The Brownsburg Town Council met Aug. 26 for a regular meeting and approved several developments, two with opposition from residents.
What it means: The two commissions will bond $4.5 million to F&C Development to build what is commonly called the Arbuckle II Commons Allocation area. The developer-backed bond will assist in the construction of a multi-use building of retail and apartments. The land is north of the existing Arbuckle Commons Phase I development along Green Street.
What happened: After a 25-minute public hearing, the council approved the second reading of a resolution determining an economic revitalization area and a 10-year tax abatement for an industrial development at the northwest corner of County Road 400 N and Ronald Reagan Parkway.
What it means: This is the next to the last step for a 564,000-square-foot building for an unnamed tenant. The developer is BLC Development who will invest $37.7 million on the building that is slated to create 159 jobs with an average wage of $19.78 per hour.
Residents argued the land should not be zoned and allow industrial development because of its close proximity to residential. This is the same land that was in question for another development called Project Aisle that failed because of height restrictions.
Town council members said the parkway has always been designated for this type of development and the need to balance taxes spread over commercial and residential.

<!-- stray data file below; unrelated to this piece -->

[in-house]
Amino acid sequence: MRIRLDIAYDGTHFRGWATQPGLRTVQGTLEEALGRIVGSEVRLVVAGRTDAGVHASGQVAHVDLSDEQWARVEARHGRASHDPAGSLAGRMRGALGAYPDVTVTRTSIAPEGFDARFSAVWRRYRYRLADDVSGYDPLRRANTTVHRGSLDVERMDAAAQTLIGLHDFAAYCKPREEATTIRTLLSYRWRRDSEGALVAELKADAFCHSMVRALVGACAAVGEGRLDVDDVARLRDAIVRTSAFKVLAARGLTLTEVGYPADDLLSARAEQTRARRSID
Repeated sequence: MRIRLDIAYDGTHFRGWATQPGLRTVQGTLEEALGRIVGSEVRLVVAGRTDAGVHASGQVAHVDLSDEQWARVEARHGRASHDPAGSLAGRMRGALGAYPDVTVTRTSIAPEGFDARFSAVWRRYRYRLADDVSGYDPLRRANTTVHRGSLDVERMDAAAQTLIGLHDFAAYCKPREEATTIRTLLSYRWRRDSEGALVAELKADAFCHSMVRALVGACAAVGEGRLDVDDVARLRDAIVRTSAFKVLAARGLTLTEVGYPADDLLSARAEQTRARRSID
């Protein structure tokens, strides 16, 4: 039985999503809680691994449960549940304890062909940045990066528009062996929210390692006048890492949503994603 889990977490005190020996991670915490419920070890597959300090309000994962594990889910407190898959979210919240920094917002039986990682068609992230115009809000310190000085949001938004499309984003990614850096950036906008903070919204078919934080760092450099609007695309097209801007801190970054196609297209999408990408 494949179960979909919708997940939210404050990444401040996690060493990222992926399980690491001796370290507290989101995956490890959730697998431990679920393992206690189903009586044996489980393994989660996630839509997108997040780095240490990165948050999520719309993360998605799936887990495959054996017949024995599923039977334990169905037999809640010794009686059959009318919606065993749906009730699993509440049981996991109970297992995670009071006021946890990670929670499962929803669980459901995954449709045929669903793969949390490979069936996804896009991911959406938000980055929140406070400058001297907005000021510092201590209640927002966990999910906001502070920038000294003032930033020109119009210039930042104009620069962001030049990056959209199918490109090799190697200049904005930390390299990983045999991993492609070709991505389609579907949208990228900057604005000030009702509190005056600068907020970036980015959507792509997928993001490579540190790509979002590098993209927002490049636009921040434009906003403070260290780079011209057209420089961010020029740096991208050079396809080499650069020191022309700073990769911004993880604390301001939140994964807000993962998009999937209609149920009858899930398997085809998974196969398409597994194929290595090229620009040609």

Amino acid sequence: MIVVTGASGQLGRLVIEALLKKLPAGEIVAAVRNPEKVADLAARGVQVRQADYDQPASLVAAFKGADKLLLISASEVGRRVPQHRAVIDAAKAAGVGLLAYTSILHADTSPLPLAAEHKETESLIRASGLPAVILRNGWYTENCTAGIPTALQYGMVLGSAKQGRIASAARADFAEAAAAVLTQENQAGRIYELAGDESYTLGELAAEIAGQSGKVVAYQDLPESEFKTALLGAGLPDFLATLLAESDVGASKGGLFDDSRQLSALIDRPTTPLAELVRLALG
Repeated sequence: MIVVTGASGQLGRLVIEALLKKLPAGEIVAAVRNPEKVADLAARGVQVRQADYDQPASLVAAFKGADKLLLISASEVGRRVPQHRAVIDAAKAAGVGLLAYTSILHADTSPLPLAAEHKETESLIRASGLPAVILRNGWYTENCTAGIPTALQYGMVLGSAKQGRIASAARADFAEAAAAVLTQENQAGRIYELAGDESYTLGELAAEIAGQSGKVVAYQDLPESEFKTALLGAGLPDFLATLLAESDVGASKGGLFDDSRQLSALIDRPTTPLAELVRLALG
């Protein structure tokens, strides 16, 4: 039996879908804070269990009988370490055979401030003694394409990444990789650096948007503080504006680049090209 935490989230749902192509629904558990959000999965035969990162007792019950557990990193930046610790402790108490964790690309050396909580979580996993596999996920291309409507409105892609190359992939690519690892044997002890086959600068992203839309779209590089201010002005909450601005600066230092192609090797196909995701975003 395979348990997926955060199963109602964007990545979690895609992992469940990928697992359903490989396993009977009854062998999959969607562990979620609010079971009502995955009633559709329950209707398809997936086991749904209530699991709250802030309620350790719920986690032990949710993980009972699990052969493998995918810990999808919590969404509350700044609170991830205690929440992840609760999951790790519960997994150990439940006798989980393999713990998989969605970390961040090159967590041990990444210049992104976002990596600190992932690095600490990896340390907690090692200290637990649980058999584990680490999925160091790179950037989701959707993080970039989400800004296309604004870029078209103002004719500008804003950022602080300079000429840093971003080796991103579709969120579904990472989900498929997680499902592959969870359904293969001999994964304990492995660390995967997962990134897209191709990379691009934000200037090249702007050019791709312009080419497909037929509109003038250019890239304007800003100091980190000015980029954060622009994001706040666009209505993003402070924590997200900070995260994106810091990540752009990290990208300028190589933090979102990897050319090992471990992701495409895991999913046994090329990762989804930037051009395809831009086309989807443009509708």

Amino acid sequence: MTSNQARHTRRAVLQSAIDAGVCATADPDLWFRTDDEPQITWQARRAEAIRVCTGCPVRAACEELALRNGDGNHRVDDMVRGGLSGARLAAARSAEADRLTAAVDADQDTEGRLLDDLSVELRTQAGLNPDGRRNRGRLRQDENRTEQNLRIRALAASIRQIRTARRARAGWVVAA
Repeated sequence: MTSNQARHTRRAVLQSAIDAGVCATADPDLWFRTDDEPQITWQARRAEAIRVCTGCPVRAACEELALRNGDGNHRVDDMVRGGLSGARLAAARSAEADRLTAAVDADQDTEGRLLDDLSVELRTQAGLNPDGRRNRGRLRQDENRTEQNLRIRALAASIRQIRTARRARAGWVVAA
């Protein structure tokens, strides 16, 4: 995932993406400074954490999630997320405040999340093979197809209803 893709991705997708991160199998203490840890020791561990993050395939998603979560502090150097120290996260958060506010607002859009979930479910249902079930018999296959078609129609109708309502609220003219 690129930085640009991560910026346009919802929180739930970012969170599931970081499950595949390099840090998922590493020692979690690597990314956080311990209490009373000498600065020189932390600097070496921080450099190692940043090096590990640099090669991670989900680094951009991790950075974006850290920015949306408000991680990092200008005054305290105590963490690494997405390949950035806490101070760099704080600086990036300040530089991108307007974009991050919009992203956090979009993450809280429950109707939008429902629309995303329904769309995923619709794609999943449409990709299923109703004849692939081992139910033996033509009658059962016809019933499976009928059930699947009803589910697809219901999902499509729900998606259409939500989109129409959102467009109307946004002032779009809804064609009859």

What happened: Council approved a similar tax abatement after a public hearing on property on the northeast corner of County Road 400 N and Ronald Reagan Parkway, basically across the street.
What it means: The same residents spoke against the development of this corner for the same reasons, and council passed it with the same reasons. The development is also a project of BLC Development to construct a 250,000-square-foot building for an investment of $16.7 million with the possibility of 81 jobs.
What it means: Holladay Properties is looking to build a 50,000-100,000 square foot spec building with an estimated investment of $7 million. The building is expected to create 50 jobs with an average wage of $15-$19 an hour. It will generate more than $1 million in taxes over 10 years. No one came forward for the public hearing. The size of the building is still being determined because the intersection is up for an overhaul with some sort of roundabout or dog bone configuration.
What happened: Council approved an additional appropriation for the design of a traffic light at South Northfield Drive and Hornaday Road.
What it means: Council members have heard of at least 10 motor vehicle accidents with injury at this intersection and would like a stoplight put in. The design and construction of a traffic light was faster than a roundabout by at least 18 months.